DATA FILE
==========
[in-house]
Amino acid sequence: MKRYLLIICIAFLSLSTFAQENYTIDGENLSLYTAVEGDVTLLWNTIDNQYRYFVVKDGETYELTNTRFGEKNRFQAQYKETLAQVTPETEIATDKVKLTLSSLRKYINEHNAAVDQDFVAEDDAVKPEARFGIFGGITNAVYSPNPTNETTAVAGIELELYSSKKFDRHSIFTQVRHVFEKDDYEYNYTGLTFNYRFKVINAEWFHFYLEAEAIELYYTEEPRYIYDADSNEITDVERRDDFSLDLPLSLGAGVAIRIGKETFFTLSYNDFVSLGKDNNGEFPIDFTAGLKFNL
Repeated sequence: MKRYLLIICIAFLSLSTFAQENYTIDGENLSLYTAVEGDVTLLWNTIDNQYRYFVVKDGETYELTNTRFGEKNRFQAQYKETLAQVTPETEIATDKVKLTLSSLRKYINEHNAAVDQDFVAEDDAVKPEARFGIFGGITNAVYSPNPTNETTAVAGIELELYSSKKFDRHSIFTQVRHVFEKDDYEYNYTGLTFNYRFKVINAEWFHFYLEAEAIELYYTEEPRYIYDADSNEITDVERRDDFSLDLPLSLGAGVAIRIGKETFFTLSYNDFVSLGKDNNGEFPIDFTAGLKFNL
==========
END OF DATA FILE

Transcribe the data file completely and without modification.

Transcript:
[in-house]
Amino acid sequence: MKRYLLIICIAFLSLSTFAQENYTIDGENLSLYTAVEGDVTLLWNTIDNQYRYFVVKDGETYELTNTRFGEKNRFQAQYKETLAQVTPETEIATDKVKLTLSSLRKYINEHNAAVDQDFVAEDDAVKPEARFGIFGGITNAVYSPNPTNETTAVAGIELELYSSKKFDRHSIFTQVRHVFEKDDYEYNYTGLTFNYRFKVINAEWFHFYLEAEAIELYYTEEPRYIYDADSNEITDVERRDDFSLDLPLSLGAGVAIRIGKETFFTLSYNDFVSLGKDNNGEFPIDFTAGLKFNL
Repeated sequence: MKRYLLIICIAFLSLSTFAQENYTIDGENLSLYTAVEGDVTLLWNTIDNQYRYFVVKDGETYELTNTRFGEKNRFQAQYKETLAQVTPETEIATDKVKLTLSSLRKYINEHNAAVDQDFVAEDDAVKPEARFGIFGGITNAVYSPNPTNETTAVAGIELELYSSKKFDRHSIFTQVRHVFEKDDYEYNYTGLTFNYRFKVINAEWFHFYLEAEAIELYYTEEPRYIYDADSNEITDVERRDDFSLDLPLSLGAGVAIRIGKETFFTLSYNDFVSLGKDNNGEFPIDFTAGLKFNL